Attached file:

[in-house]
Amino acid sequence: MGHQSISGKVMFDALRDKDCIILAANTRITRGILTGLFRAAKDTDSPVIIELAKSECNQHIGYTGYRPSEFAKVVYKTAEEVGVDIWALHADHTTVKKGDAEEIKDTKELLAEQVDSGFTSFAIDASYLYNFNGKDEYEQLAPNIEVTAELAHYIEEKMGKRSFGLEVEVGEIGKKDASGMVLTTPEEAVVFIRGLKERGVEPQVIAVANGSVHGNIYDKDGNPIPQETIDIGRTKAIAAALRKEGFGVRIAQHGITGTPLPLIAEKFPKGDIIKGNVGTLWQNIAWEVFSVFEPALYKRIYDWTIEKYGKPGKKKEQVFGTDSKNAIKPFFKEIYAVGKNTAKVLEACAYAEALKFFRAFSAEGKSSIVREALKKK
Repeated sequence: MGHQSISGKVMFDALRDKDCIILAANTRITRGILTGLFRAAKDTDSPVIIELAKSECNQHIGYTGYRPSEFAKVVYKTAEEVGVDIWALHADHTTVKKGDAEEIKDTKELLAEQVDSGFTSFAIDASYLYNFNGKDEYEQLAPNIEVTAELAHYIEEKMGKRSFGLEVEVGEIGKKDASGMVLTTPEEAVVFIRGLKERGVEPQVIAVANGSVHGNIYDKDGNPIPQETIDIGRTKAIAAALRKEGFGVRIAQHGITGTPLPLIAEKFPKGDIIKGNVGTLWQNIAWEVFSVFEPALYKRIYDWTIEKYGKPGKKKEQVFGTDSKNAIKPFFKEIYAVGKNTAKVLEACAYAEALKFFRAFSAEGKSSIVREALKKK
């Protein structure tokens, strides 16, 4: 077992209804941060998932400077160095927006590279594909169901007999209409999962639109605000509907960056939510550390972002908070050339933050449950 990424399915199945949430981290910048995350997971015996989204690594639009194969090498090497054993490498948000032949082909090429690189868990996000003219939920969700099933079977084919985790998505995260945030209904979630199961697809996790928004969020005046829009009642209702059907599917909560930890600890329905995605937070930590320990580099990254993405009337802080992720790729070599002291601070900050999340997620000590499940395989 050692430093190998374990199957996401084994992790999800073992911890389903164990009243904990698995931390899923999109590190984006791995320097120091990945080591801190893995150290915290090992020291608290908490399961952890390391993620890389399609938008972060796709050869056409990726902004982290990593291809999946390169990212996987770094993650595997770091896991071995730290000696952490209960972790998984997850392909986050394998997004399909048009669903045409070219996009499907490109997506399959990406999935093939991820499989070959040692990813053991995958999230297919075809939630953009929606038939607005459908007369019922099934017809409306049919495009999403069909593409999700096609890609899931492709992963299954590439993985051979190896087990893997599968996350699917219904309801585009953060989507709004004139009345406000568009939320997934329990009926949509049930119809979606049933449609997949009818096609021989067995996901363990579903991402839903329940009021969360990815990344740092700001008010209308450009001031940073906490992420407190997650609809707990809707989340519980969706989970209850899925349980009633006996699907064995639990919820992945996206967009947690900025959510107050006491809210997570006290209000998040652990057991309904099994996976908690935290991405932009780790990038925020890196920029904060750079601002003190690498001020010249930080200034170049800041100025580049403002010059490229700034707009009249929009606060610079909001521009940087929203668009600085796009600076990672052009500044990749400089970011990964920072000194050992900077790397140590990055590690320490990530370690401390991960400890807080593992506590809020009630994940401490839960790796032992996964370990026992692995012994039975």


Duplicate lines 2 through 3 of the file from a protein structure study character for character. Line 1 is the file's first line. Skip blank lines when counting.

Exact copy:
Amino acid sequence: MGHQSISGKVMFDALRDKDCIILAANTRITRGILTGLFRAAKDTDSPVIIELAKSECNQHIGYTGYRPSEFAKVVYKTAEEVGVDIWALHADHTTVKKGDAEEIKDTKELLAEQVDSGFTSFAIDASYLYNFNGKDEYEQLAPNIEVTAELAHYIEEKMGKRSFGLEVEVGEIGKKDASGMVLTTPEEAVVFIRGLKERGVEPQVIAVANGSVHGNIYDKDGNPIPQETIDIGRTKAIAAALRKEGFGVRIAQHGITGTPLPLIAEKFPKGDIIKGNVGTLWQNIAWEVFSVFEPALYKRIYDWTIEKYGKPGKKKEQVFGTDSKNAIKPFFKEIYAVGKNTAKVLEACAYAEALKFFRAFSAEGKSSIVREALKKK
Repeated sequence: MGHQSISGKVMFDALRDKDCIILAANTRITRGILTGLFRAAKDTDSPVIIELAKSECNQHIGYTGYRPSEFAKVVYKTAEEVGVDIWALHADHTTVKKGDAEEIKDTKELLAEQVDSGFTSFAIDASYLYNFNGKDEYEQLAPNIEVTAELAHYIEEKMGKRSFGLEVEVGEIGKKDASGMVLTTPEEAVVFIRGLKERGVEPQVIAVANGSVHGNIYDKDGNPIPQETIDIGRTKAIAAALRKEGFGVRIAQHGITGTPLPLIAEKFPKGDIIKGNVGTLWQNIAWEVFSVFEPALYKRIYDWTIEKYGKPGKKKEQVFGTDSKNAIKPFFKEIYAVGKNTAKVLEACAYAEALKFFRAFSAEGKSSIVREALKKK